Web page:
Martha Lauzen, executive director of the Center for the Study of Women in Television and Film at San Diego State University, agrees that The Closer challenges a wide range of TV cop show stereotypes.
"She's part feminist and part feminine; in order for her to be effective, she doesn't have to be like a man," Lauzen said. "That's very in tune with how women are thinking today: How do you be independent and empowered and feminine at the same time? In a lot of these (other) shows, there is no balancing act the women have to perform; their personal lives don't exist."
Unfortunately, for fans of the nuanced female lead exemplified in The Closer, the upcoming fall season offers a classic mix of good news and bad. Among 43 new shows planned on NBC, CBS, Fox, ABC and the CW, 25 star female characters or center on women. But many of those characters look to be disappointing stereotypes, from the sexy stewardesses in ABC's 1960s drama Pan Am to the bunnies working tables at NBC's The Playboy Club and the new Charlie's Angels reboot on ABC.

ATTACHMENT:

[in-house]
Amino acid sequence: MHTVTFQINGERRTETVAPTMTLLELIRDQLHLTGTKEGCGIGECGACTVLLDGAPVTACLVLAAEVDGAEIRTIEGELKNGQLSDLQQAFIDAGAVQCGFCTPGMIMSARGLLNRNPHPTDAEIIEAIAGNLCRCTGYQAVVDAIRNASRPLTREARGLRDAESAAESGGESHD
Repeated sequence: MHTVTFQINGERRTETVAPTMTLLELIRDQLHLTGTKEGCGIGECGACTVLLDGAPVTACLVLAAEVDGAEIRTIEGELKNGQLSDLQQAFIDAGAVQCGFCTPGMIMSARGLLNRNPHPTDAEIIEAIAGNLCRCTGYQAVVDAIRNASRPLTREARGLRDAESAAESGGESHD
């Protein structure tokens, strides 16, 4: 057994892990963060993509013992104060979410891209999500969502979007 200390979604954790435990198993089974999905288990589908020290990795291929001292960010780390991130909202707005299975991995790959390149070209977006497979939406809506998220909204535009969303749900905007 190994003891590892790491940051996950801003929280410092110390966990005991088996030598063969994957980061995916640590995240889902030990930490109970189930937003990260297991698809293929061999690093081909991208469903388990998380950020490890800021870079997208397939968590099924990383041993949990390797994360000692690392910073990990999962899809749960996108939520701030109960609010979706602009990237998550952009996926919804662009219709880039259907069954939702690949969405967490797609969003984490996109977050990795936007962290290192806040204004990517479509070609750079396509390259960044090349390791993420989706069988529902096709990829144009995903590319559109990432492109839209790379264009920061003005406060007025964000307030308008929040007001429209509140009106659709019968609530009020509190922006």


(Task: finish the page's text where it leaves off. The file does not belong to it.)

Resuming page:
Lauzen, who assembles an annual census on employment in film and television, cited figures showing that just 25 percent of powerful producers, directors and executives are women.
"We are still talking about a primarily male view of the world — I would say white male upper-class view," she said, not surprised that some new shows, such as Tim Allen's ABC comedy about a macho guy in a house full of women, Last Man Standing, echo the theme of men feeling lost in a turbulent time.